Fuchsia

Fuchsia

Trumpet flowers

Trumpet flowers

Leaf

Leaf

Calla lilies

Calla lilies

Trees

Trees

Great blue heron

Great blue heron

Face

Face

Crow

Crow

Hands

Hands

The end

The end

It was a rush to the finish, but I did complete this project by the end of the year as I had hoped.  Time for new projects in 2017.

 

Happy New Year!

I think that the leaves of the geranium are more interesting than the flowers.

Red Geraniums
by Martha Haskell Clark

Life did not bring me silken gowns,
Nor jewels for my hair,
Nor signs of gabled foreign towns
In distant countries fair,
But I can glimpse, beyond my pane, a green and friendly hill,
And red geraniums aflame upon my window sill.

The brambled cares of everyday,
The tiny humdrum things,
May bind my feet when they would stray,
But still my heart has wings
While red geraniums are bloomed against my window glass,
And low above my green-sweet hill the gypsy wind-clouds pass.

And if my dreamings ne’er come true,
The brightest and the best,
But leave me lone my journey through,
I’ll set my heart at rest,
And thank God for home-sweet things, a green and friendly hill,
And red geraniums aflame upon my window sill.

Alley in Pioneer Square, Seattle, brightened by geraniums

Red geraniums, Pioneer Square

Red geraniums in the alley

Watercolor sketch of geranium leaf

New leaf, tulip tree

June foliage, tulip tree

I seem to be doing a lot of tree watching lately.  This Liriodendron tulipifera, or Tulip Tree, is growing just down the street from my home.  It is native to the Eastern US, but seems to be doing well here in Seattle.  It can grow to be the largest of the North American native deciduous trees and is famous for its gorgeous autumn foliage.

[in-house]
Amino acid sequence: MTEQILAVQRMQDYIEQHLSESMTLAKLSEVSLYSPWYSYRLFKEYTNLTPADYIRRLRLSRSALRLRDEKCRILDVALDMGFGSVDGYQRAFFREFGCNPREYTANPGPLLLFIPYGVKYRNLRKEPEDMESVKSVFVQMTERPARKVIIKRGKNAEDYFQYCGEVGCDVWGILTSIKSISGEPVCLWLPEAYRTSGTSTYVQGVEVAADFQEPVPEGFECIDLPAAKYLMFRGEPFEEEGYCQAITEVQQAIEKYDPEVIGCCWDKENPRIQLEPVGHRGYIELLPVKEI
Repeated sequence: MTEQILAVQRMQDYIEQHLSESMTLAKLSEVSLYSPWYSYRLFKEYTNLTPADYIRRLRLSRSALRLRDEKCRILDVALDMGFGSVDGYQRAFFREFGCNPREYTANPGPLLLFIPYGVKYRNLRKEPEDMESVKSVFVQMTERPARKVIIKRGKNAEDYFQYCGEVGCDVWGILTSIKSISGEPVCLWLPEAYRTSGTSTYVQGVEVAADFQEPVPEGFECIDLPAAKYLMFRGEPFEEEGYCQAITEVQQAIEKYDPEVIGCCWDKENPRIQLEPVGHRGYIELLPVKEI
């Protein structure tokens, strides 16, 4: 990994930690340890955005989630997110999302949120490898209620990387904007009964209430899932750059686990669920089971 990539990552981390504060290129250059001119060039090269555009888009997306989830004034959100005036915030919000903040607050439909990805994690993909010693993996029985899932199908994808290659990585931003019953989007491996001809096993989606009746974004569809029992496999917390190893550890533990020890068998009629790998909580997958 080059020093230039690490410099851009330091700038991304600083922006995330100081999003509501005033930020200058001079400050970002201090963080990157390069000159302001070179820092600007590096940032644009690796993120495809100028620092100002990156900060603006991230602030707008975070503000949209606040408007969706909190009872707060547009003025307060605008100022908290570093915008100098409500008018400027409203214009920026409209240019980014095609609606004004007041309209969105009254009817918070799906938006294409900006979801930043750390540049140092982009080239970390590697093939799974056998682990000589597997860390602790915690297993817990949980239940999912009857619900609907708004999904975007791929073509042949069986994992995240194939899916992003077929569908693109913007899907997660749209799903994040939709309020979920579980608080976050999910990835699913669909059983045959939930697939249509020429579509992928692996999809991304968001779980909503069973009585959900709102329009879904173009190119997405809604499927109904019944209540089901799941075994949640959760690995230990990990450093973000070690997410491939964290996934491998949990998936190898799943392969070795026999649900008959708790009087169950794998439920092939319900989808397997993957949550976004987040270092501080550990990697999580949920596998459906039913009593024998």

But right now, I like the curving lines of its leaf edges and its flowers.  The tree is in bloom, and the flowers do indeed look like tulips.

The tulip tree flowers in June.

The blossoms resemble tulips.

Looking up, view from beneath a bloom.

 

 

“If you can paint one leaf, you can paint the whole world.”
— John Ruskin

“Leaves are the verbs that conjugate the seasons.”
— Gretel Ehrlich, The Solace of Open Spaces

Watercolor sketch of maple leaves in May

Watercolor sketch of willow leaves in May

New leaf buds have appeared on the thin willow branches

The gray pussy willows are looking scruffy after all of this spring’s wind and rain, but I noticed that the tree’s branches are now sporting new leaf buds along its branches, particularly on the branches that are sprouting from the trunk.

New buds, willow branch

New buds on the willow tree

Watercolor sketch of willow buds and pussy willows, late March

Gone Into the Fields

March 6, 2012

“Away, away, from men and towns,
To the wild wood and the downs-
To the silent wilderness
Where the soul need not repress
Its music lest it should not find
An echo in another’s mind,
While the touch of Nature’s art
Harmonizes heart to heart.
I leave this notice on my door
For each accustom’d visitor:-
‘I am gone into the fields
To take what this sweet hour yields.'”

Percy Bysshe Shelley, from “The Invitation”

Plowed fields under a dusting of snow

I’ve just returned from a week’s trip to Minnesota to stay with my 93-year-old Dad on the family farm.  It’s been an unseasonally dry and almost snow-less winter in Minnesota, but a storm passed through during my stay.  The farm was on the south fringes of the storm front, and we got just a small amount of snow, some rain, and sleet.  My sister, who lives in northern Minnesota, got 10-inches of snowfall in one day!